Amnesty International: Who is afraid of Aleksandr Nikitin?

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News Release Issued by the International Secretariat of Amnesty International

News Service: 026/99
AI INDEX: EUR 46/06/99

Russian Federation

Who is afraid of Aleksandr Nikitin?

Today’s ruling by the Russian Supreme Court to refer the case of Aleksandr Nikitin back for additional investigation by the Federal Security Services (FSB), appears to be a sign of the power that the FSB has over the judiciary, Amnesty International said.

"Given the lack of substantial evidence and the overwhelming doubt that the FSB can find new evidence, this decision by the highest judicial body in the country is extremely worrying," Amnesty International said.

"The court is keeping Aleksandr Nikitin in an endless legal limbo, where a case could go back and forth for additional investigation indefinitely."

Amnesty International is convinced that another round of investigation into this case will yield nothing new. The case has been under investigation for three years and the prosecution has not managed to come up with an indictment with a tenable factual and judicial foundation.

In the absence of new evidence, the risk is that the judge might once more refer the case back to the FSB, leaving Nikitin at risk of imprisonment and possible harassment by FSB agents.

Amnesty International continues to call for all charges against Aleksandr Nikitin to be dropped. He could still face up to 20 years in prison for actions that the Russian authorities describe as an "act of treason", but which Amnesty International and the Russian human rights movement call the peaceful exercise of his right to freedom of expression.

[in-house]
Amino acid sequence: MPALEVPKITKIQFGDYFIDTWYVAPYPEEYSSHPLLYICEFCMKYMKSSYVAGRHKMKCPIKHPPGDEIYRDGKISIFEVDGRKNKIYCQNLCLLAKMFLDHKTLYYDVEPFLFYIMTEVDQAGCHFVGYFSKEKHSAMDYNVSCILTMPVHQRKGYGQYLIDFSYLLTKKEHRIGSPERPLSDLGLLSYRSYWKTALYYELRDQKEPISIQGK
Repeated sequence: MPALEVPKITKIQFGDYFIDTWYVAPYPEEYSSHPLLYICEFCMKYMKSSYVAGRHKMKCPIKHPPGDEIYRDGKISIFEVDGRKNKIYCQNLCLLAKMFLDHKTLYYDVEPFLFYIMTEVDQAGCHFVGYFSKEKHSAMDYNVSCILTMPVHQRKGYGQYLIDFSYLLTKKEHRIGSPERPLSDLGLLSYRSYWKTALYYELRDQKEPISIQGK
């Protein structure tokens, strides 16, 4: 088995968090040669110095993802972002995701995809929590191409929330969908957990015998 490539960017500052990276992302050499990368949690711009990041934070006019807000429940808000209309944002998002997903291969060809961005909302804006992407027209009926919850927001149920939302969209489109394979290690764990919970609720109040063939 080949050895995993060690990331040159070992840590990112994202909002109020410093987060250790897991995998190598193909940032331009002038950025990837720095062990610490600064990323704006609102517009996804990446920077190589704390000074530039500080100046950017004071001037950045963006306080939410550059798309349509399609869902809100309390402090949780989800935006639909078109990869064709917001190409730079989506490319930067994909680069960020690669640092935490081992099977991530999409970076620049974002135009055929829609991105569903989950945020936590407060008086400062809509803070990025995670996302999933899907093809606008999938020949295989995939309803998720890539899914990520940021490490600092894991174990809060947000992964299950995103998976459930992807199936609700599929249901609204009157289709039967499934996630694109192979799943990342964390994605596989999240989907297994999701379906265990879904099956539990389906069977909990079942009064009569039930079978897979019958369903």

The organization has always maintained that Aleksandr Nikitin is innocent of the charges brought against him and that he should not have stood trial in the first place.

Background information Aleksandr Nikitin was arrested by the FSB on 6 February 1996, after writing two chapters for the Norwegian environmental group Bellona Foundation’s report on the risks of radioactive contamination from accidents with nuclear submarines in Russia’s Northern Fleet. Amnesty International adopted him as a prisoner of conscience.

He was held in pre-trial detention until 14 December 1996, when he was released. The charges against him, however, remained and he was officially restricted to the city limits of St Petersburg pending trial.

Bill Bowring, a human rights lawyer and member of the Human Rights Centre at the University of Essex, observed the trial proceedings in October 1998 on behalf of Amnesty International, to monitor whether the legal procedure was followed in line with international standards.

The Supreme Court ruling upheld an earlier decision of the St Petersburg Court in October 1998. Judge Sergey Golets of the St Petersburg City Court motivated his original decision with the fact that the indictment for treason and espionage against Russia’s high-profile environmentalist was too unclear and based on expert evidence unacceptable to the court.

The indictment was the result of three full years of investigation by the FSB.

In an unprecedented move, earlier this week, the Supreme Court decided to hold its hearing behind closed doors, citing the possibility of state secretsbeing revealed to the public.
Amnesty International, International Secretariat, 1 Easton Street, WC1X 8DJ, London, United Kingdom

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